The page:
FRIEDMAN: I actually like -- I love Beyonce and I like the lawsuit. The reason the court of appeals rule very shortly ago is that the judge took it away from a jury. That was a victory for Beyonce.

Now the jury will decide whether or not, number one, the gate five got sufficient financing. If they didn't, she could bolt or secondly, whether or not Beyonce engaged in activity that blew up the financing.

So at the end of the day, we don't know the answer. The jury in New York is going to have to make that decision.

TUCHMAN: Richard, what do you think?

HERMAN: It will fall on the term committed financing. The definition of committed financing will determine this case. What happened was Beyonce's attorney moved for summary judgment immediately. They tried to end the litigation. The judge says wrong. There are material questions.

It's got to go to a jury. Wrongfully -- not wrongfully, but, you know, not thinking clearly. Her attorneys took an appeal, which they had to lose the appeal anyway. They did lose it. It's going to go to a jury.

It's going to fall down on the terms committed financing. Whether or not that was defined sufficiently in the agreement signed by them and if they can show that Beyonce breached this agreement, there's going to be a settlement here. She won't get hit with a judgment.

TUCHMAN: You guys are well versed on every topic under the sun. We should point out that we reached out to Beyonce to a comment and we have not received a response.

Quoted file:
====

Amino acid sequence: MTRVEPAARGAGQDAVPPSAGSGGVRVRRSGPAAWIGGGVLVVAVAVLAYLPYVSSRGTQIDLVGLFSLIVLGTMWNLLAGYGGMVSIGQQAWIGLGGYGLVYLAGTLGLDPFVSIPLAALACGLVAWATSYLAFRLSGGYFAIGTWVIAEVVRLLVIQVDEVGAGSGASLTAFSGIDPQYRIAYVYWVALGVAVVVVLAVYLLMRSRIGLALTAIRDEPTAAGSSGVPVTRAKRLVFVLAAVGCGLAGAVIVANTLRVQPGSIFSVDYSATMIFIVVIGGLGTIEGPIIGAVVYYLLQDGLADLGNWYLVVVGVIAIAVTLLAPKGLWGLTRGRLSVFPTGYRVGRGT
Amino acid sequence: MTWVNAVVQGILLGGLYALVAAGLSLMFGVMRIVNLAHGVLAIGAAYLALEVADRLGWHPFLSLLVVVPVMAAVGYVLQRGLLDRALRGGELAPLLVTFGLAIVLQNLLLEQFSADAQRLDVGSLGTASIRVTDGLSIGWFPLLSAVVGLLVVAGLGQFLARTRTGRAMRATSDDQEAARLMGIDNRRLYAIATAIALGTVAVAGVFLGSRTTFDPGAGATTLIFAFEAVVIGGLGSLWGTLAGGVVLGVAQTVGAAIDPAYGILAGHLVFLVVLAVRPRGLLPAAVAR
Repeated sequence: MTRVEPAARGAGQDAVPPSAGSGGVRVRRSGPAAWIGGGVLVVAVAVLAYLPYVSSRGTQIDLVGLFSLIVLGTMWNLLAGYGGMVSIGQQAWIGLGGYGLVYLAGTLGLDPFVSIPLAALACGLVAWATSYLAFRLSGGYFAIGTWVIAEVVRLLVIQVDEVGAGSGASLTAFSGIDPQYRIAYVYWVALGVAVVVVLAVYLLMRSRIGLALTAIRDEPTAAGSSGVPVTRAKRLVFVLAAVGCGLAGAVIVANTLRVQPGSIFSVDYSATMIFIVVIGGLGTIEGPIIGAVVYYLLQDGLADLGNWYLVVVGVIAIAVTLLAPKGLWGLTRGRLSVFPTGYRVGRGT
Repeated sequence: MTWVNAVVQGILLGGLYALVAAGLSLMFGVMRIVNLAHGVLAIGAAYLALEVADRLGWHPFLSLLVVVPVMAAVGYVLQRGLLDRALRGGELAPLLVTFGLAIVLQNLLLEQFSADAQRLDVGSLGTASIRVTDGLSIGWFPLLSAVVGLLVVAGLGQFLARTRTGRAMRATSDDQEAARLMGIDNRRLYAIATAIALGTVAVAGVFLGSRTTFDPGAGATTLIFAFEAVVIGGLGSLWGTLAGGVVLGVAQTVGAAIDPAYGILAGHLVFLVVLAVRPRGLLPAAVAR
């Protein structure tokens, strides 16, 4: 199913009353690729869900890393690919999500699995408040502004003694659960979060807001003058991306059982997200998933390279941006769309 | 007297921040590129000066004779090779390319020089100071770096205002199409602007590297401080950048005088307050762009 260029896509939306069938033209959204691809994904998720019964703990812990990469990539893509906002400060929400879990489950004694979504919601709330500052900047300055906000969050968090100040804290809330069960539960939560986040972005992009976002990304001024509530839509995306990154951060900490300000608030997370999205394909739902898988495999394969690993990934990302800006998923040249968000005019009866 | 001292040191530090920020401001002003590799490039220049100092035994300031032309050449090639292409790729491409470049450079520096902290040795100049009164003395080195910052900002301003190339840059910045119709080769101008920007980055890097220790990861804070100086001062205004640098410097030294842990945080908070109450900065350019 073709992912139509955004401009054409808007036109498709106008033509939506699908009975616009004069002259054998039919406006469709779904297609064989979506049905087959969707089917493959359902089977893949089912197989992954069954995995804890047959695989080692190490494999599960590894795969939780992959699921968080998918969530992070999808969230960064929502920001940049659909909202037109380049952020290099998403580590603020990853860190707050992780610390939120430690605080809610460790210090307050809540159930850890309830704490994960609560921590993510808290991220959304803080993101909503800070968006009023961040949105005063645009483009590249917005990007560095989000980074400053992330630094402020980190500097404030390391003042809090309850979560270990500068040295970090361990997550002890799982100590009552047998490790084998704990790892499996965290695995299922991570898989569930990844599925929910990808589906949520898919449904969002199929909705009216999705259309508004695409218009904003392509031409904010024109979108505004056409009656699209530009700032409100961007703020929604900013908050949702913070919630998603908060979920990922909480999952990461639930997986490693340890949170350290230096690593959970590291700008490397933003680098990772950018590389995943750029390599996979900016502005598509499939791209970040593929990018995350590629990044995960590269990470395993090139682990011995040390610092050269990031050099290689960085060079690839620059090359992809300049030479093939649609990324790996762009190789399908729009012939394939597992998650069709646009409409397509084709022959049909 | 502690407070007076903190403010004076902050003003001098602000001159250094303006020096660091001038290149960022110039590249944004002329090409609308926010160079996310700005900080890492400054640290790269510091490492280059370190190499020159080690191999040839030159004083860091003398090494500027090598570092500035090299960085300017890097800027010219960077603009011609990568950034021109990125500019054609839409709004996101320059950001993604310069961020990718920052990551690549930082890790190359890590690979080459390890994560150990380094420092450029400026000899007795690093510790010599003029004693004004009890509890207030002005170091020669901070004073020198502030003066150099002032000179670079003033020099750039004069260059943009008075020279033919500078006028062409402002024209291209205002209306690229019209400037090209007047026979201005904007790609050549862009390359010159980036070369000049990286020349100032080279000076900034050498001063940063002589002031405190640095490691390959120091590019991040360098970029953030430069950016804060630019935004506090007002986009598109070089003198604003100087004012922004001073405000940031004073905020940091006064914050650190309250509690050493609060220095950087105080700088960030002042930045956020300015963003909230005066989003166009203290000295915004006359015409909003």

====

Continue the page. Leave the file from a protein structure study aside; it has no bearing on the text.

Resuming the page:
Our legal guys are here every Saturday at this time and also at 4:00 Eastern Time to give us their take on the most intriguing legal cases of the day. Thank you, gentlemen.

The cost of college does not come cheap these days. It comes with a very hefty price tag more than ever. We'll take a look at smart ways to advance your education while fitting your finances.

If you're planning a trip to the ski slopes, it's not too late to find bargains. I'm looking for them right now. We have some tips in this "On The Go" report.



HOLLY FIRFER, CNN CORRESPONDENT (voice-over): Ski season is here.

GABE SAGLIE, TRAVELZOO: All right, if you're looking to get a bargain on that ski vacation, really look at very early in the season or toward the tail end of ski season. The more expensive months will definitely be sort of mid-December into late-February, very early March.